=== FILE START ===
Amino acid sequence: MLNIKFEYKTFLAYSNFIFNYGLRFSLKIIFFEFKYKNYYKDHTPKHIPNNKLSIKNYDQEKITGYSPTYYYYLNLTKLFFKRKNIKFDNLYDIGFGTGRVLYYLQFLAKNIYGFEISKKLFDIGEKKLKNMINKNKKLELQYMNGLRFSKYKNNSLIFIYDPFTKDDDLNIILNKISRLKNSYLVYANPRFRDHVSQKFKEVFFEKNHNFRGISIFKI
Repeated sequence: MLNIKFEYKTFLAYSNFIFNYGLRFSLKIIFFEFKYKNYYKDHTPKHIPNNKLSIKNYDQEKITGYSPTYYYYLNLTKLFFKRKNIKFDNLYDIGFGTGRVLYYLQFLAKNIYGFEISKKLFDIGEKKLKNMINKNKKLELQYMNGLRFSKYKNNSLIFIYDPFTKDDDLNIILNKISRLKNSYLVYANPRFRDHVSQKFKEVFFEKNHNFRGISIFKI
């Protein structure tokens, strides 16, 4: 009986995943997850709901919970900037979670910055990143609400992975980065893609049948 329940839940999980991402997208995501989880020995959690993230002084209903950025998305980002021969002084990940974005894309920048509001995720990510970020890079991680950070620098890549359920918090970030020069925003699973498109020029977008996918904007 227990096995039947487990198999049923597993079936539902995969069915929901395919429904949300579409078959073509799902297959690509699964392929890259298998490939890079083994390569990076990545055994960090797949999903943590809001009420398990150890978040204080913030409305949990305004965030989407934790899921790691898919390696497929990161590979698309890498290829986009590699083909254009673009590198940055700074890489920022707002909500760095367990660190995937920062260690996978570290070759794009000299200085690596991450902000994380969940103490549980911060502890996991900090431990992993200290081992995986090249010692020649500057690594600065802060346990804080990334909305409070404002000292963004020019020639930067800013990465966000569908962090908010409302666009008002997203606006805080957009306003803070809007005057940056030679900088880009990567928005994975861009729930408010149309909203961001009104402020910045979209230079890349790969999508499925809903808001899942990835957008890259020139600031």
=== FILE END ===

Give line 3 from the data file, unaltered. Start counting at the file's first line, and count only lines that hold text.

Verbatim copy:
């Protein structure tokens, strides 16, 4: 009986995943997850709901919970900037979670910055990143609400992975980065893609049948 329940839940999980991402997208995501989880020995959690993230002084209903950025998305980002021969002084990940974005894309920048509001995720990510970020890079991680950070620098890549359920918090970030020069925003699973498109020029977008996918904007 227990096995039947487990198999049923597993079936539902995969069915929901395919429904949300579409078959073509799902297959690509699964392929890259298998490939890079083994390569990076990545055994960090797949999903943590809001009420398990150890978040204080913030409305949990305004965030989407934790899921790691898919390696497929990161590979698309890498290829986009590699083909254009673009590198940055700074890489920022707002909500760095367990660190995937920062260690996978570290070759794009000299200085690596991450902000994380969940103490549980911060502890996991900090431990992993200290081992995986090249010692020649500057690594600065802060346990804080990334909305409070404002000292963004020019020639930067800013990465966000569908962090908010409302666009008002997203606006805080957009306003803070809007005057940056030679900088880009990567928005994975861009729930408010149309909203961001009104402020910045979209230079890349790969999508499925809903808001899942990835957008890259020139600031």